Representatives of women's organizations and NGOs in the Asia-Pacific region met with Dr. Yakin Erturk, UN Special Rapporteur on Violence Against Women (VAW) on 12-13 September 2007 in Manila to dicuss about the political economy of VAW in the Asia-Pacific as a concrete input for the Special Rapporteur's report for 2008. The participants to the Asia-Pacific regional consultation shared their experiences and analysis on the political economy of VAW in the fields of neoliberal policies, militarism and fundamentalism.
A national consultation followed on 14 September where women's organizations and NGOs in the Philippines presented their key issues of VAW on the same field of neoliberal policies, militarism and fundamentalism. Innabuyog, through Vernie Yocogan-Diano and Julie Palaganas attended both consultations where case presentations on the particular violence against indigenous women in the Cordillera which is also shared by most indigeneous women in the Philippines and Asia. This is the violation of land rights by the state and corporations which is compounded by militarization in indigenous territories and state repression. The violence experienced by lesbians as a result of prevailing feudal-patriarchal attitudes and homophobic tendencies was presented by Julie Palaganas.
In both consultations as well, Amihan, national federation of peasant women shared the political economy of violence against peasant women resulting from agricultural liberalization and commercialization policies pointing out the experience of peasant women affected by corporate plantations in Mindanao.
Complimenting the presentations of Innabuyog and Amihan were experiences of Dalit women in India and from experiences of rural women from Bangladesh, India, Nepal, Sri Lanka, Korea, Indonesia, Fiji, Mongolia, Malaysia and Kazakstan where destruction of women's livelihood has brought about various forms of violence. The violence includes poverty and hunger, enforced migration, human rights violations,illiteracy and inaccessibility to basic social services, vulnerability to fundamentalism and disasters, powerlessness and loss of dignity. Domestic violence has become more visible with livelihood being denied and becoming more inaccessible to women and their families. These are rooted in the enforcement of neoliberal policies to commercialize and intensify the commodification of land, food and natural resources upon the dictates of World Bank-International Monitary Fund and the World Trade Organization. According to the participants, states and corporations are working together to lead the global economy that favors more the ruling elite, their structures and corporations.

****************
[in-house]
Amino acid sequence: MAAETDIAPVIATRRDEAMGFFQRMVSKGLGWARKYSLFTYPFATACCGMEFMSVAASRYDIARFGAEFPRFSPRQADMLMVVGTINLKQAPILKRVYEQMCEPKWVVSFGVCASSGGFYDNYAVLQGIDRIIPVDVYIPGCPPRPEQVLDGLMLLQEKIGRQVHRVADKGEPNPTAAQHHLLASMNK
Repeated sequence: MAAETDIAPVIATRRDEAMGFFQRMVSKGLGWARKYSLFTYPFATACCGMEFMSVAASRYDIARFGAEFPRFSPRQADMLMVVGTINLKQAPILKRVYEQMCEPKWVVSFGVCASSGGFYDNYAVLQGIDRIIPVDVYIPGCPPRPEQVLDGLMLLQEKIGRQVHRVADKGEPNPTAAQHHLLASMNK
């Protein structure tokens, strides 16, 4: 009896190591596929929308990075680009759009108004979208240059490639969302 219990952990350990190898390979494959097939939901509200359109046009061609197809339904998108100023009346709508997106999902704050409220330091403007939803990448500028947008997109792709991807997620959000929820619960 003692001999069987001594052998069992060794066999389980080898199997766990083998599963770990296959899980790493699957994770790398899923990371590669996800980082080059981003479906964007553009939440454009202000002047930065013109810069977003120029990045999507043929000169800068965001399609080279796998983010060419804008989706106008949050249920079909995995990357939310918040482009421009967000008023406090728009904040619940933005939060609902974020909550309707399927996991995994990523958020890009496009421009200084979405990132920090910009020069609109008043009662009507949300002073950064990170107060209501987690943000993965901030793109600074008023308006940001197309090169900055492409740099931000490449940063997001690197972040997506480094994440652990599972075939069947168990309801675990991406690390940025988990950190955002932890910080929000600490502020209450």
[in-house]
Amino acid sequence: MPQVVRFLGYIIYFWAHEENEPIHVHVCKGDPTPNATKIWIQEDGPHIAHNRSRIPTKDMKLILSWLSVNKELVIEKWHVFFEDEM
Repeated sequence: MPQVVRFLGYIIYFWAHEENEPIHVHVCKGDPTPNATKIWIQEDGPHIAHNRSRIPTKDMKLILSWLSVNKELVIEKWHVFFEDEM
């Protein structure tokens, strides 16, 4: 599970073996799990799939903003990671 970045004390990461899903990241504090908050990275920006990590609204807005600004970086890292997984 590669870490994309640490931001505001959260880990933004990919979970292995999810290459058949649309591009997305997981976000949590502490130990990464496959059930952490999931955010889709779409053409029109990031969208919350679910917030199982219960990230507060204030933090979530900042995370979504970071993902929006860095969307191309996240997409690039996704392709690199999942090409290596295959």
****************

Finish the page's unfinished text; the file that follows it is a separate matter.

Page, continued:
Madhu Mehra of the Partners for Law in Development in India and equally a member of the Regional Council of the Asia Pacific Forum on Women, Law and Development (APWLD) explained that the theme of the Special Rapporteur's report for next year will be on the political economy of VAW. The theme will put substance on how existing human rights instruments on Civil and Political Rights and the Economic, Cultural and Social Rights have protected women and how have these been realized given the concrete conditions that women in the Asia-Pacific region are in these days. According to Madhu, political economy is an important tool of analysis on VAW as it also provides a roadmap to action. The latter however does not only limit women's actions to the legal arena as more importantly the greater action of women had always been comprehensive requiring value transformation and transformation of insitutions.